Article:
On May 17, at 10 a.m. at the 
Inn and Conference Center, the 
80 retirees on the committees 
will hold their second meeting. 
All retirees interested in helping 
to plan for the association's cre- 
ation are we I come. The first offi- 
cial meeting of the association is 
planned for Sept. 12. 

"An underlying issue is that 
our retirees want to continue to 
be recognized in simple ways at 
the university," said Laura Wilson, 
director of the Center on Aging. 
"A retiree association becomes 
the starting point for continuing 
connections widi the university 
and each other." 

Added Clarke, "There have 



been attempts along the way to 
make wishes of retired folks 
known, but it just never has 
come together in any concerted 
way until now." 

The Center on Aging is play- 
ing a lead role in the start-up, 
along with the School of 
Education, the Office of 
Continuing and Extended 
Education, and University 
Relations, all of which are pro- 
viding first-year funding. 

Committees have been estab- 
lished on retiree benefits, meet- 
ing and social functions, commu- 
nication, campus engagement 
and civic engagement. Plans are 
under way to develop a retirees' 
resource handbook that would 
cover the same sort of issues 
and opportunities as the faculty 
or student handbooks, but from 
the perspective of university 
retirees. 

For example, the annual hand- 
book would contain a calendar 
of events and listing of privi- 
leges and costs for dining facili- 
ties, recreation centers, athletic 
events, electronic communica- 
tions and publications, to name 
a few of a long list of campus 
resources. 

"We hope to produce a first- 
year guide that would contain 
information we've all struggled 
to get after we retire," said Marti 
Hooker, who retired after 20 
years as a McKeldin Library ref- 
erence librarian and instructor 
with the College of Library and 
Information Services (now 
known as the College of 
Information Studies). 

And the street would run 
both ways. Retirees could stay 
listed in the faculty-staff directo- 



ry if they wish, and could regis- 
ter for a speakers' bureau. 
Already, the planning group has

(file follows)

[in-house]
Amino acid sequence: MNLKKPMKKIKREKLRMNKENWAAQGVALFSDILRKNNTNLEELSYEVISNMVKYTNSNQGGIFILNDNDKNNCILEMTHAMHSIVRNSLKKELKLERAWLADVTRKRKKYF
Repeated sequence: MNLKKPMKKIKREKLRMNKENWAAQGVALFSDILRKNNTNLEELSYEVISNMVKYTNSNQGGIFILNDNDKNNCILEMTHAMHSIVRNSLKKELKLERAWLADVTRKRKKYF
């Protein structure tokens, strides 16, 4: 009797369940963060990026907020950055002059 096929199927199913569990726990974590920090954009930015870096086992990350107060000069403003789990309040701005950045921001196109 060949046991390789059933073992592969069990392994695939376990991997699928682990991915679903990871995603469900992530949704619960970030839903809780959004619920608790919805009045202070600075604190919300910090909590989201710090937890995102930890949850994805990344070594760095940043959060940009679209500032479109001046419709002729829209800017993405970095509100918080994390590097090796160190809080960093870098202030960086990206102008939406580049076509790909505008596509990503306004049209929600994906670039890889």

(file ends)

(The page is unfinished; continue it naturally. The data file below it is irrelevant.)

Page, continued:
gathered 837 names for a retiree 
database, 

Virginia Beau champ, an 
English professor emerita, for- 
mer chair of the Women's 
Commission and founder of the 
Women's Studies Initiative, is the 
association's steering committee 
member for campus engage- 
ment. She has been working 
with managers of the 
Rossborough Inn to arrange ven- 
ues for regular association activi- 
ties. 

"Tliis is still ongoing," said 
Sharon Simson, Senior University 
coordinator and steering com- 
mittee representative from the 
communication committee. "But 
it's a good start." 

Wilson, steering committee 
representative on civic engage- 
ment, said her committee has 
identified environmental and 
historic preservation, school 
mentoring and literacy, and a 
speakers' bureau as foci for 
retirees who want to offer dicir 
expertise to the larger communi- 
ty. "We wanted not a single point 
of contact, but an ongoing con- 
tact," she said. 

Retirees also could, through 
the association, continue to con- 
tribute to the mission of the uni- 
versity by mentoring or fund- 
raising. And with their institu- 
tional memory, "they are a great 
resource for the campus," said 
Joan Patterson, director of the 
alumni association for 28 years. 

For further information on 
the nascent association, call 
(301) 405-2469, or e-mail Laura 
Wilson, lw20@umail.umd.edu. 



Honoring Those Who Serve 




During an elegant ceremony in the Maryland Room of Marie Mount Hall last Thursday, four people 
were recognized for their contributions to the quality of life for persons with disabilities at the 
university. The event was sponsored by the President's Commission on Disability Issues, 
(l-r) Elizabeth Shearn, with the counseling department, received the 2001 Faculty Disability 
Achievement award; Andre M. Perry, with the Office of Educational Leadership and Policy, received the 
2001 Student Disability Achievement award; Thomas J. Newlin, with the Office of Information 
Technology, received the 2001 John W. King Staff Disability award. King was a reference librarian at 
Hombake Library who specialized in providing services to the handicapped. William R. Scales, director 
of the Office of Disability Issues, received a special recognition award. 



Outlook 



aryland Day 2001: Oh, What a Time We Had! 




Thanks to good weather 
and enormous efforts by 
the university communi- 
ty, Maryland Day 2001 exceed- 
ed organizers' expectations by 
more than 20,000, bringing 
more than 62,000 visitors to 
the campus on April 28. 

"It was indeed an amazing 
day," said Brodie Remington, 
vice president for university 
relations. "I had the luxury of 
just darting around, sampling," 

President Dan Mote set out 
three goals for building "the 
Maryland Family" in his 1999 
state of the campus address. 
One of them was to have » i**M 
50,000 visitors for Maryland 
Day by the year 2004. 

"We blew the roof off that 
goal three years early" says 



Responses to surveys con- 
ducted all over the campus 
demonstrated that visitors were 
pleased with the day's 300 
activities, which came under 
the theme "Explore Our World." 

Remington credits 5,000 vol- 



Remington. "It struck me, espe- 
cially several days leading up to 
it, how enormously complicat- 
ed and complex it is. Think of 
all the food, cars, activities. 
You've got an astronaut, 
sheep..." 




Paul Richards, a NASA 
astronaut and alumnus, pre- 
sented Mote with a banner 
from the university he car-